Unbreakable Rubber Bands That Are 200 Times Stronger Than Steel
The world’s largest manufacturer of rubber bands is making its main product immortal.
Alliance Rubber Co., a 94-year-old company based out of Alliance, Ohio, has announced a new partnership with British researchers to infuse graphene into its rubber bands.
The rubber bands could transform how food travels through supply chains, simplify the shipment of fragile electronics, and, most satisfyingly, last forever.
Graphene’s signature property is its super-strength. More than 200 times tougher than steel, it is the strongest substance known to humans.
Somewhat famously, in 2008, Columbia University engineer James Hone said it would take an elephant standing on a pencil to pierce through a sheet of graphene as thick as Saran Wrap.
Jason Risner, director of business strategy at Alliance, said the company is spending the next year working with University of Sussex researchers to determine the perfect ratio of graphene to rubber.
Too little graphene, and the bands won’t be maximally durable. Too much, and they will lose their elasticity.
Once Alliance figures out the recipe for perfect, unbreakable rubber bands, Risner said the company can begin selling to numerous industries, including retailers like Staples and Office Depot, along with wholesalers working in agribusiness and technology.
Graphene stands to fill in many of the gaps of traditional rubber bands, Risner said. For example, graphene bands can be anti-static, which is critical for companies shipping bundles of electronic goods.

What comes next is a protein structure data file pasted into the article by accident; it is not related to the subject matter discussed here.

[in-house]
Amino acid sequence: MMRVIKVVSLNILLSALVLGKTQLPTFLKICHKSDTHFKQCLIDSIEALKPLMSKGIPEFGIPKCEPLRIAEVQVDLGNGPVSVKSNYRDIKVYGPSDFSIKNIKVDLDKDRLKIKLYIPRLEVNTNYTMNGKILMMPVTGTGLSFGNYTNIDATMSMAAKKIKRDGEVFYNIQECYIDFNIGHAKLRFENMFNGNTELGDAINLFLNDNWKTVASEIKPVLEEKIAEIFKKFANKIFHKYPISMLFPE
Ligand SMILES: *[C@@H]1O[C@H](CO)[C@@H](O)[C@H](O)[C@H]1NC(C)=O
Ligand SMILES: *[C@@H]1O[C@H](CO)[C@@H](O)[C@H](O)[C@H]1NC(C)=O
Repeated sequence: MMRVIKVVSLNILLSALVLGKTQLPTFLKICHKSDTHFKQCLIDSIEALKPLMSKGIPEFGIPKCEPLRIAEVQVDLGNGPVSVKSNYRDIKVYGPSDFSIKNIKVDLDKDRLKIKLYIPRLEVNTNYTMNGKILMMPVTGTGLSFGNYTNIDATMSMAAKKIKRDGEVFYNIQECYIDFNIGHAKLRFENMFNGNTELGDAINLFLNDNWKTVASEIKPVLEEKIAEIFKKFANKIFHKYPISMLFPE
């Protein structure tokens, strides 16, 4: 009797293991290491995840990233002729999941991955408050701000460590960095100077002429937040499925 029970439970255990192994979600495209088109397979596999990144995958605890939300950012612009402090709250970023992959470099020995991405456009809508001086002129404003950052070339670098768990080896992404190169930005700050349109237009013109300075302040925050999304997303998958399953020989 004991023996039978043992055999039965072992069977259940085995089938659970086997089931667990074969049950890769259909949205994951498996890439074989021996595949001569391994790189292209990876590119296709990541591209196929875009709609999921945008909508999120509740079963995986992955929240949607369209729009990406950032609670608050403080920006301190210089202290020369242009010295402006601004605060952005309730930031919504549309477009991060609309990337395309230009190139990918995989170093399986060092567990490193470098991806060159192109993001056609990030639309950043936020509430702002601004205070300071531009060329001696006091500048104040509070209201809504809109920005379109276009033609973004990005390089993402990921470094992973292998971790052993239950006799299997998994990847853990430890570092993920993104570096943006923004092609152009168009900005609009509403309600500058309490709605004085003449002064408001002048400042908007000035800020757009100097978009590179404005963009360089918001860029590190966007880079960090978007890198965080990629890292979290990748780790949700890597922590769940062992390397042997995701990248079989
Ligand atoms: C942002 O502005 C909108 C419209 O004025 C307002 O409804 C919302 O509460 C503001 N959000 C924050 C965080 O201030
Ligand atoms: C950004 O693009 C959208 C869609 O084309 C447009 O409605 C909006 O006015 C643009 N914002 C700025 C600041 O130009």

“Nobody who’s in the electronics industry wants anything coming near their motherboards and their circuit boards that has the ability to build up static charge,” he told Business Insider.
“An anti-static band could be used in all of those settings around electronics and not be a danger to ruining the equipment.”
Graphene-infused bands could also be embedded with RFID tags and change colour depending on temperature or time.
Risner said this holds enormous potential for farmers and grocers looking to track their produce as it makes it way to stores for purchase – down to the exact location a single green onion was picked.
“Imagine a rubber band that changes colours if it reaches above 95 degrees Fahrenheit (35 degrees Celsius),” Risner said.
Given that stores must adhere to certain standards for the produce they intake, “the grocery store would know that that produce went above the temperature that was promised to be deliver in, and that it’s going to spoil faster. They could reject it at the store because it’s changed colour based on temperature.”
Customers, too, would benefit once the food makes it to shelves. If a bundle of asparagus normally comes with a blue rubber band but one bunch’s is black, for instance, people would know which produce to avoid.
For the millions of people who use rubber bands on a daily basis in home or office settings, however, durability may stand out as the greatest win, Risner said.
Eventually, Alliance wants to put graphene in every rubber band it produces. According to Risner, turning an ordinary piece of rubber into a traceable device – one that won’t snap on a moment’s notice – would mark the next great leap forward.